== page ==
First off, let me apologize for not keeping up with this blog in recent weeks. Between vacations, some personal issues at home, some hectic weeks at work, and a few other commitments, I’ve had little time for writing. And what time I did have left was devoted to working on my book. Now that my schedule has returned to normal, my goal is to return to my usual Wednesday, Friday schedule.
Now on to the post.
My wife thinks I’m a hoarder. She’s wrong. I just don’t like throwing stuff away.
It’s not as though I never throw things away – although a photograph of my office might suggest otherwise - but every time I do throw something in the trash, I almost invariably need it the next day. Honestly, this has happened so many times I no longer fight it. If there’s the slightest chance I’ll use something again – no matter how broken it might be - I’ll find somewhere else to store it. It gives me a nice, warm feeling to know I can still put my hands on it anytime I want.
Assuming I can find it, of course.
When it comes to Internet links, though, I am an avid hoarder. I just can’t help collecting them, especially ones about writing. It’s no secret I probably follow way too many writing and author blogs, but I’ve learned so much the past few years about writing I simply can’t stop piling up the links.
Unfortunately, there’s no guarantee I’ll ever go back to these links again. A quick check of my writing links folder reveals that I have over 900 bookmarks waiting to be clicked. I tell myself I’ll eventually go back and read them again, but I know it’s not going to happen. But that’s okay. I still get that warm fuzzy feeling from knowing the links are sitting safely on my hard drive.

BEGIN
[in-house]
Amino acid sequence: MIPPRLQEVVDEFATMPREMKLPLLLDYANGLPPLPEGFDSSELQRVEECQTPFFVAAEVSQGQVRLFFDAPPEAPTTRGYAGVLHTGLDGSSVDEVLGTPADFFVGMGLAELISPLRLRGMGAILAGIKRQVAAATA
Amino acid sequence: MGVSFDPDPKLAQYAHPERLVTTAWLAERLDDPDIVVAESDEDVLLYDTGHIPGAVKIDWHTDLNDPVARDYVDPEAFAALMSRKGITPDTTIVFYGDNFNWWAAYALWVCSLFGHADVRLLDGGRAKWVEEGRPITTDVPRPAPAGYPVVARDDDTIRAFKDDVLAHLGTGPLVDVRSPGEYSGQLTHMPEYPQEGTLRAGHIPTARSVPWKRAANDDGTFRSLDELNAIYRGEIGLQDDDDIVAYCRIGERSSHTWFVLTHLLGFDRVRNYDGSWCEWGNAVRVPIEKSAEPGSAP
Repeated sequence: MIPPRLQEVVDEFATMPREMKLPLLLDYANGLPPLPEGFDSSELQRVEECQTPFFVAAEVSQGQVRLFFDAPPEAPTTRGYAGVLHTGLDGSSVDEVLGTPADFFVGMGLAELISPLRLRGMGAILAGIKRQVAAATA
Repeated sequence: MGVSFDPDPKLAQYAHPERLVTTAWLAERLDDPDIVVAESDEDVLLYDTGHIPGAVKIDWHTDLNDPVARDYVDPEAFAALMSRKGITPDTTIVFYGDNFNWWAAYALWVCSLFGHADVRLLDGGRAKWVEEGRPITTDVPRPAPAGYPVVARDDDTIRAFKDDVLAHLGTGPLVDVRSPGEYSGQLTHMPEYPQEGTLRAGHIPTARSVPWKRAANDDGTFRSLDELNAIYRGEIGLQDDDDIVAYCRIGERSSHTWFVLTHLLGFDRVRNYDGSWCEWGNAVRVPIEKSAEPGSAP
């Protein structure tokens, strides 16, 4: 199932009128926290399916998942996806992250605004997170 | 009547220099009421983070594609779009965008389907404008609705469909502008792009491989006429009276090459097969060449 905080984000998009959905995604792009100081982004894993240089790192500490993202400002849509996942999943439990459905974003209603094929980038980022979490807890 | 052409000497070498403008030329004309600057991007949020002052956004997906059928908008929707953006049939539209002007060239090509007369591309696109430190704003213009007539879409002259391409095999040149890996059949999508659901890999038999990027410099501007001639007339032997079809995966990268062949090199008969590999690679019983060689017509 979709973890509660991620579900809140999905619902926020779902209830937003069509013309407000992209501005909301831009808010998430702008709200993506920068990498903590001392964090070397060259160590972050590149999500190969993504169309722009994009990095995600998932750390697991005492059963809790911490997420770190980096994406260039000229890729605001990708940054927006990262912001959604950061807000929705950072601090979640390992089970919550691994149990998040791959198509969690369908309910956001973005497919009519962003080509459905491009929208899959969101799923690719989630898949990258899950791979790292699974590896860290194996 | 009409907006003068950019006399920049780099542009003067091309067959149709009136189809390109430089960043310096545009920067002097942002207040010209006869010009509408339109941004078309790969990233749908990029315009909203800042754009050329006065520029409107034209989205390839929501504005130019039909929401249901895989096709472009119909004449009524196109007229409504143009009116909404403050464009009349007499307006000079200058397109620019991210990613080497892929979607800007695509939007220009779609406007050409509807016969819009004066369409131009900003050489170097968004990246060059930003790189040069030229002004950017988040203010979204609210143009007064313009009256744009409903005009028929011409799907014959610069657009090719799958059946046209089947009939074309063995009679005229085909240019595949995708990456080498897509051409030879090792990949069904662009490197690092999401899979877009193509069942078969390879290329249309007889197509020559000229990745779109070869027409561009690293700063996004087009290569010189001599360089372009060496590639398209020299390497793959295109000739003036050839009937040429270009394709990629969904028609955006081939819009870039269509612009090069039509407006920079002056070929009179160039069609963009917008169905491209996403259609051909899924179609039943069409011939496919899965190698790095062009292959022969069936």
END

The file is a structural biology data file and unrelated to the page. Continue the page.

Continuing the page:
Not surprisingly, I’m still collecting links. I think I’ve saved four of them this morning already – most of them having to do with self-publishing and social media.
Help! Is there such a thing as Link Hoarders Anonymous?
P.S. Please forgive my excessive use of the word “it” in this post.
Wednesday, September 5, 2012
Today is September's contribution to Alex Cavanaugh's Insecure Writers Support Group.
What makes me insecure as a writer this month? The fact that I have no clue as to what makes a book successful.
What helps relieve some of this insecurity? The fact that, as far as I can tell, no one else has a clue either.
The standard answer is that if you want your book to be a success, write the very best book you can. Sound advice, but I’m sure we can all think of good books we’ve read that never seem to gain any traction on Amazon while lesser books make the best seller lists. Agents and editors tell us that sometimes the stars have to be aligned just right for a book to succeed – which I think is another way of saying they don’t have a clue either. So how is a beginning writer such as myself to know if his or her manuscript has a chance to be a success?
I don’t know. And that's the problem.
I can follow all the rules of writing I've learned over the past few years, but will that lead to success? Perhaps, but it seems the books I enjoy most break many of those rules. Consider Harry Potter. Rowling broke tons of rules - lots of telling, more adverbs than you can shake a stick at, imaginative dialogue tags, a first chapter that could well have been a prologue, very little character arc for her MC (I’m talking the first book here, not the overall series), and the occasional drift into a distant omniscient narrator (supposedly a dying POV) - and I think her book did reasonably well. Apparently readers care less about the rules of writing than do writers.
Hmmm. What about social media? If I suddenly became social media savvy and developed an army of followers, would that help make my story a success? Perhaps, but for me, the learning curve for social media is even higher than it is for writing fiction. (Hey, I’ve tweeted three times this month already! That’s progress, right?)
So, in the end, all I can do is write the best book I can, get the word out there as much as possible, and hope for the stars to align.
And people make a living doing this?